You, the American consumer, are the only thing not in recession.
And according to Joe LaVorgna, chief US economist at Deutsche Bank, you are the only reason we’re not all in a recession, too.
In a note to clients on Monday, LaVorgna highlighted data showing that excluding consumers, economic growth is down 0.2% over the last four quarters. This means that outside of the consumer — the driving force of the economy — the US economy isn’t really growing at all.
Of course, consumer spending accounts for about 70% of GDP growth and Friday’s second quarter GDP report showed the consumer remains strong. This might lead you to discount struggles in the rest of the economy. Additionally, we’ve seen the US economy shake off a manufacturing recession that endured in 2015 and a corporate profit recession that seems to be abating.
But in LaVorgna’s view, the lack of growth outside of the US consumer leaves the broader economy with little room for error.
“If consumers were to wobble in the near-term, it would have profound negative implications for the overall economic outlook,” LaVorgna writes.
“This is why we see an elevated risk of recession, which we estimate to be roughly one in three. There is simply not much else to cushion GDP growth should consumer spending falter possibly due to an exogenous shock.”
An “exogenous shock” could be anything ranging from a military conflict, a surprise result in the US election, or an unexpected economic slowdown elsewhere in the world. It could quite literally be almost anything that negatively impacts the US economy and causes consumer spending to pull back.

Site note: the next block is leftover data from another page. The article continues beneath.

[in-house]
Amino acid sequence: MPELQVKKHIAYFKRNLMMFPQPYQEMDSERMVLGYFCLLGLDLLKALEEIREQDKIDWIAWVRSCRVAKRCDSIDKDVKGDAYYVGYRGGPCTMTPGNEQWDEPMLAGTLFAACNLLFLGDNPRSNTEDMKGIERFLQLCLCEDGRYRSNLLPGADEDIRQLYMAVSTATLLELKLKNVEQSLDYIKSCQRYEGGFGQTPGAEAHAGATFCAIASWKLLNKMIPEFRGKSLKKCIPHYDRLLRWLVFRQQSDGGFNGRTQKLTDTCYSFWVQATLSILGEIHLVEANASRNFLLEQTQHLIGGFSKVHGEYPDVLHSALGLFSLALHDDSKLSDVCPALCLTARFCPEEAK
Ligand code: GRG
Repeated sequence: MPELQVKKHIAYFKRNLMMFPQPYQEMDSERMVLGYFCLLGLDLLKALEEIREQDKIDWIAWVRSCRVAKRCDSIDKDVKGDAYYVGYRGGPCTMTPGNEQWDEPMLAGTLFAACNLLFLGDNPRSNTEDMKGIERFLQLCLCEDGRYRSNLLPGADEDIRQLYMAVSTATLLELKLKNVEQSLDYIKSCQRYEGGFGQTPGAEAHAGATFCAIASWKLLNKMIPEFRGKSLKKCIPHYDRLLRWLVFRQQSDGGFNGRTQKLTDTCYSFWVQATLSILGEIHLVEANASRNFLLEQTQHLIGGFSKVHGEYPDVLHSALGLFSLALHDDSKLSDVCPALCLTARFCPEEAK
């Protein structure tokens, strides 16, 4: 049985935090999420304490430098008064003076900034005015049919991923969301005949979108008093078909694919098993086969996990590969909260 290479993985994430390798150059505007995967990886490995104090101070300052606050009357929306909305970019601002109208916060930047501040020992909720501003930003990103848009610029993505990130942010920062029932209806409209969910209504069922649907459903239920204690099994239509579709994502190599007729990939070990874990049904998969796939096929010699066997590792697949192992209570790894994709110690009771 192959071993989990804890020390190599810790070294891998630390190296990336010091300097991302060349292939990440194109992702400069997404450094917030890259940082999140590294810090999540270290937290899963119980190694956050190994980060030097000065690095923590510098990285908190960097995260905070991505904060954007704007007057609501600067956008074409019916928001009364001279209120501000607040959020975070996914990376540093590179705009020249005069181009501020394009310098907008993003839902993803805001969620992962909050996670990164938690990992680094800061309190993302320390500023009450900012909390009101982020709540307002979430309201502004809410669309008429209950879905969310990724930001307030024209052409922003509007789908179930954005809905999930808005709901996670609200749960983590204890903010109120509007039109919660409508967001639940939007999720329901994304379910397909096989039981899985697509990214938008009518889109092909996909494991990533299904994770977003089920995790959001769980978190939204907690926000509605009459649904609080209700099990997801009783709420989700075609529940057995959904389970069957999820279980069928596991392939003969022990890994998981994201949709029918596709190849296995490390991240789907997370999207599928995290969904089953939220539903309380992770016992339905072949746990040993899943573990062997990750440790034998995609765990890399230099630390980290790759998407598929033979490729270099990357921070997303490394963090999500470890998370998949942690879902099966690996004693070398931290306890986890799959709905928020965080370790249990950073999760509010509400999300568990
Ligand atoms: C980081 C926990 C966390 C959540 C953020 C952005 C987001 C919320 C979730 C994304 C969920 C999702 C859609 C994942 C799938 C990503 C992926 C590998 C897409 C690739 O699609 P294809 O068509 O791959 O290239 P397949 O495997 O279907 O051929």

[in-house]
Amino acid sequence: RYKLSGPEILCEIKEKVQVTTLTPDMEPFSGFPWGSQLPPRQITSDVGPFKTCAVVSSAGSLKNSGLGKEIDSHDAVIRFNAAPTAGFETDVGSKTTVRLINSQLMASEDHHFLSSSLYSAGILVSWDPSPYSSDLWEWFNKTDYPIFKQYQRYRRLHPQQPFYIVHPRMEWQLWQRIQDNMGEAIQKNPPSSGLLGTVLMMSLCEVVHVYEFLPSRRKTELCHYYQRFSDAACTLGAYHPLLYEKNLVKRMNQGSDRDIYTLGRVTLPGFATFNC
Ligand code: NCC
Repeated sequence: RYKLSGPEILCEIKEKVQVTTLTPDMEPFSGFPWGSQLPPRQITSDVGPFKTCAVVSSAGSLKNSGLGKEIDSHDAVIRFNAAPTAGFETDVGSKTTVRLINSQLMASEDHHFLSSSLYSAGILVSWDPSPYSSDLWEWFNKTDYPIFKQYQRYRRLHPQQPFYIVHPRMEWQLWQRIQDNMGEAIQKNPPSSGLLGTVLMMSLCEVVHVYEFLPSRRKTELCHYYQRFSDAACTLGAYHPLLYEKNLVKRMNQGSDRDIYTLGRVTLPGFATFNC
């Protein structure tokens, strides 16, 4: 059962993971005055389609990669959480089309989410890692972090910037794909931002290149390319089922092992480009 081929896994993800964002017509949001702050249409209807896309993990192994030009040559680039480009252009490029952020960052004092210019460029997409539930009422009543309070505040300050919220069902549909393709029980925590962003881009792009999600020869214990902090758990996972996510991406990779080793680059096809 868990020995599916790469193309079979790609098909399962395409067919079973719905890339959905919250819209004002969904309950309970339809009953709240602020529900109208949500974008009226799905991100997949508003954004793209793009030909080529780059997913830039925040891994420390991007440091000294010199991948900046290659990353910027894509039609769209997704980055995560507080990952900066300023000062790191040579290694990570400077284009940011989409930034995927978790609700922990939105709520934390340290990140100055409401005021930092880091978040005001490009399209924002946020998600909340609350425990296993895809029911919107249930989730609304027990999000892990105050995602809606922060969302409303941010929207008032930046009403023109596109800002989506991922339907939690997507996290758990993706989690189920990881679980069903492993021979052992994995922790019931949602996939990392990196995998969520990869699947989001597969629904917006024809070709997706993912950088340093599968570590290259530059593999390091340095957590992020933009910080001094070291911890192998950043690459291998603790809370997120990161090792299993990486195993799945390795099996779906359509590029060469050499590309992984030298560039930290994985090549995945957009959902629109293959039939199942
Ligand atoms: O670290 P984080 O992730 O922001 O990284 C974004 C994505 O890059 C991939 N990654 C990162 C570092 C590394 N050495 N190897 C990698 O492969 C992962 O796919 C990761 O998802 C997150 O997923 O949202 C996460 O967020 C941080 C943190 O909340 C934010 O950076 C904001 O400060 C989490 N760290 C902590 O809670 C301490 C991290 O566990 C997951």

Adding to LaVorgna’s caution around broader US economic impacts and the fragility of consumer spending is the trend we’ve seen in auto sales, which has cooled in recent months after hitting a record late last year.
All day Tuesday, we’ll see July auto sales roll in and expectations are for sales to hit a seasonally adjusted annualized rate of 17.3 million cars and light trucks, which would be an improvement from June’s 16.61 million vehicle pace.
But if the trend in auto sales continues to cool and signs add up that consumer spending in slowing, LaVorgna thinks we might just be screwed.
“If vehicle sales continue to moderate, it would provide early evidence that we have likely seen the peak in consumption growth for the cycle,” LaVorgna writes.
“Unfortunately, there is little the Fed can do to counter this, because interest rates have been at record lows since December 2008. In short, we believe spending has already been borrowed from the future.”